Will Power's dominant first IndyCar victory had little impact on the championship, given his part-time status in the series. But the seesaw competition between Target Ganassi Racing's Dario Franchitti and Scott Dixon continued, Team Penske's Ryan Briscoe dropped only one point despite brushing a wall and his teammate Helio Castroneves maintained his slim championship hopes.
"I think it's the fourth straight week I've swapped the [championship] lead with Dario," observed Dixon, who lost second place to Castroneves in traffic late in the Edmonton race. "It's pretty interesting, it's good for our team and we're starting to pull away from Penske slightly at this point. But there's a long way to go, and I want to be leading the points at Homestead, so we'll see what happens."
Lapped cars played a fairly significant role in the outcome. Power lost most of his comfortable five-second lead prior to the first round of pit stops as he was held up by the slow Andretti Green Racing teammates Danica Patrick and Marco Andretti, and Dixon got boxed in by the battling backmarker duo of Ryan Hunter-Reay and Ed Carpenter.
Franchitti, who finished a distant fourth behind Briscoe, wasn't particularly happy with his former teammate Andretti.
"Marco completely screwed me, held me up for about 10 laps there," Franchitti fumed. "I helped him out a bit at Watkins Glen and kind of hoped for the same today when he was a lap down and didn't get it. So I'm a bit disappointed in him."
After arriving in Edmonton with a 3-point lead over his teammate Dixon, Franchitti left the province of Alberta facing a 3-point deficit. Briscoe is now 14 points behind leader Dixon, while Castroneves made up 7 points on the championship lead to stand 71 points in arrears.
Power playIn the late 1970s, Rick Mears parlayed a part-time ride with Team Penske's Indy car squad into a long and stellar career with the legendary organization. Mears served as Power's spotter Sunday for the Australian driver's first IndyCar Series victory and fifth top-6 finish in as many starts in 2009.
"Everything is going so well this year, and I'm really glad to be a part of this team," Power said. "The first stint was really tough, but then when I relaxed, I felt really good at the end and had heaps of energy. The car was really good all the time.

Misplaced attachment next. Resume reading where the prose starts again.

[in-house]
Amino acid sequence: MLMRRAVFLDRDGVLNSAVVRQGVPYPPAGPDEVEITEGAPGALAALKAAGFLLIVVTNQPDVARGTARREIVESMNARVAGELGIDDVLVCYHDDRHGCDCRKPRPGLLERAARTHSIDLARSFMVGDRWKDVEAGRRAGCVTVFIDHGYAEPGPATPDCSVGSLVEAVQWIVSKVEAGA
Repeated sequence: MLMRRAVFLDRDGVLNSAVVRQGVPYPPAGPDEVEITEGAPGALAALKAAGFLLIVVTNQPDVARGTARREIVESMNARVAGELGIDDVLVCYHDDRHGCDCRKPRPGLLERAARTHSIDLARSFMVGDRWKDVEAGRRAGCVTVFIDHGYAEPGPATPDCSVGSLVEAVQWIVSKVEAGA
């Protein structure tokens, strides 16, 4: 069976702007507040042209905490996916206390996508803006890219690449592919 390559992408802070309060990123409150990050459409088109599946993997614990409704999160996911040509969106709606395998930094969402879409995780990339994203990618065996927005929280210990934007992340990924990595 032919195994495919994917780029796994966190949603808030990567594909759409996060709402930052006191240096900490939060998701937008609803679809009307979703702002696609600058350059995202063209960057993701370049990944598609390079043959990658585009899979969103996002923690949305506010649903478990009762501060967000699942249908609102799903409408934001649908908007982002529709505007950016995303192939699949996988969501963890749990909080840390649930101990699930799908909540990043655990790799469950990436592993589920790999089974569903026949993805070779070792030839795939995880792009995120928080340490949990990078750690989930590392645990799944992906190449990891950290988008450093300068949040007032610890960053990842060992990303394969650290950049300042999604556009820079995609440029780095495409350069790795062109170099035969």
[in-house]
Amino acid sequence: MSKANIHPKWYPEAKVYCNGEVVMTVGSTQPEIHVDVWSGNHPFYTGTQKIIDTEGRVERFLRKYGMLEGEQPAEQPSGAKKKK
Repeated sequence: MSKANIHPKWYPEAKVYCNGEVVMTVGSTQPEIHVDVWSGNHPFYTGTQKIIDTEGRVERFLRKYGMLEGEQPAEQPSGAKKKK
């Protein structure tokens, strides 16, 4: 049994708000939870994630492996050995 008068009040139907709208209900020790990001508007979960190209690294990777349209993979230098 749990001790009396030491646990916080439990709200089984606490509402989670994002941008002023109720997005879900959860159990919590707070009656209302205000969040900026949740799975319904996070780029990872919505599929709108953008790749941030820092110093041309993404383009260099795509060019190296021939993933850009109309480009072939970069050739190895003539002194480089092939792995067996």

"It was a bit messy there when we were stuck behind Marco, but once I realized it was going to be risky getting past, I just saved fuel. I was patient until I saw my chance, and when his tires went off, I went for it. It was a great day that had a bit of everything. I loved it."
Power started the season as Penske's substitute driver as Castroneves was going through his tax evasion trial, and after doing all that was asked of him in the opener at St. Petersburg, he was rewarded with entry in the Indianapolis 500 and five more races in a third Penske entry. Power is scheduled to compete in upcoming events at Kentucky Speedway, Infineon Raceway and Homestead-Miami Speedway, driving the bright yellow No. 12 Penske Truck Rental machine.
"Sitting and watching is real tough," said Power, who ranks 15th in the standings despite running only five events. "But I don't mind as long as I'm in this organization, because every time I'm in the car, it's a good one."
Racy TracyPaul Tracy finished sixth in what is likely to be his last IndyCar Series start of the season. The Canadian favorite incurred the wrath of his KV Racing team owner Jimmy Vasser after he punted teammate Mario Moraes out with an aggressive move on the opening lap, but he demonstrated Sunday that he deserves a full-time IndyCar ride at 40 years old.
"Not bad for and old, fat dude -- that was pretty impressive!" quipped Tracy's friend and former teammate Franchitti. "It would be great to see him back full time."
"If that's it for the year, I can go home without my head hung low," Tracy added.
Kanaan on fireCan the 2009 campaign possibly get any worse for Tony Kanaan? The Brazilian was engulfed in his second pit fire of the season, a harrowing reminder of how dangerous racing can be just one day after his friend and countryman, Felipe Massa, suffered life-threatening injuries in a freak accident during qualifying for Formula One's Hungarian Grand Prix.
Kanaan's drama flared up when the chassis-mounted valve fitting that the fuel hose connects to remained open following his first pit stop. Ethanol fuel splashed out, and the No. 11 Andretti Green Racing car was ablaze, including in the cockpit area. Kanaan immediately stopped in the pit lane, allowing pit crews from Team Penske and Panther Racing to douse the burning car with water and fire extinguishers.
"I felt the spray and I knew it was the fuel," Kanaan said. "So at that point, I wanted to get out of the pit so I wouldn't get my guys burned. I just closed my eyes and held my breath and then I started to get out [of the car].
"I want to thank Penske and Panther Racing. The guys definitely saved me. I was trapped in the car for a little bit and got second-degree burns on both of my hands and my face, but I'm OK.
"I wanted to come back and set the world on fire, but not in that way," added Kanaan with a smile.
The 34-year-old is now ninth in the IndyCar standings, with best finishes of third place at Long Beach and Kansas. Kanaan has never finished lower than sixth in the championship in his six years of IndyCar Series competition.
Kanaan's fueler, Brook Hall, also was treated and released from the infield care center with burns to his feet.